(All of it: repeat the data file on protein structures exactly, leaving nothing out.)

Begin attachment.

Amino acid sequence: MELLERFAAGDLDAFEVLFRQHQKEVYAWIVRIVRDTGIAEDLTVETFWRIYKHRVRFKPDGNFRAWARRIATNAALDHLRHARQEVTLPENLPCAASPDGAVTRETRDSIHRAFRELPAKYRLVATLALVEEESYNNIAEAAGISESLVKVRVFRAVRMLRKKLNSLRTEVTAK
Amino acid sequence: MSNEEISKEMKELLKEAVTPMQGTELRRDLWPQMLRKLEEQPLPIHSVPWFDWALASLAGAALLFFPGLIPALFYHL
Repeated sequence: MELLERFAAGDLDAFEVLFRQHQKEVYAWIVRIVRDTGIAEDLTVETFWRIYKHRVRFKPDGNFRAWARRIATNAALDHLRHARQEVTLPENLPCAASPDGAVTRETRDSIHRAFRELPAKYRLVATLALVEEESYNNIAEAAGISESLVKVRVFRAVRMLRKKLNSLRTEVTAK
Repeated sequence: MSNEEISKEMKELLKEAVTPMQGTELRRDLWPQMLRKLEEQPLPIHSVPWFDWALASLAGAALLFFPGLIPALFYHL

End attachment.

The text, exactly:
Amino acid sequence: MELLERFAAGDLDAFEVLFRQHQKEVYAWIVRIVRDTGIAEDLTVETFWRIYKHRVRFKPDGNFRAWARRIATNAALDHLRHARQEVTLPENLPCAASPDGAVTRETRDSIHRAFRELPAKYRLVATLALVEEESYNNIAEAAGISESLVKVRVFRAVRMLRKKLNSLRTEVTAK
Amino acid sequence: MSNEEISKEMKELLKEAVTPMQGTELRRDLWPQMLRKLEEQPLPIHSVPWFDWALASLAGAALLFFPGLIPALFYHL
Repeated sequence: MELLERFAAGDLDAFEVLFRQHQKEVYAWIVRIVRDTGIAEDLTVETFWRIYKHRVRFKPDGNFRAWARRIATNAALDHLRHARQEVTLPENLPCAASPDGAVTRETRDSIHRAFRELPAKYRLVATLALVEEESYNNIAEAAGISESLVKVRVFRAVRMLRKKLNSLRTEVTAK
Repeated sequence: MSNEEISKEMKELLKEAVTPMQGTELRRDLWPQMLRKLEEQPLPIHSVPWFDWALASLAGAALLFFPGLIPALFYHL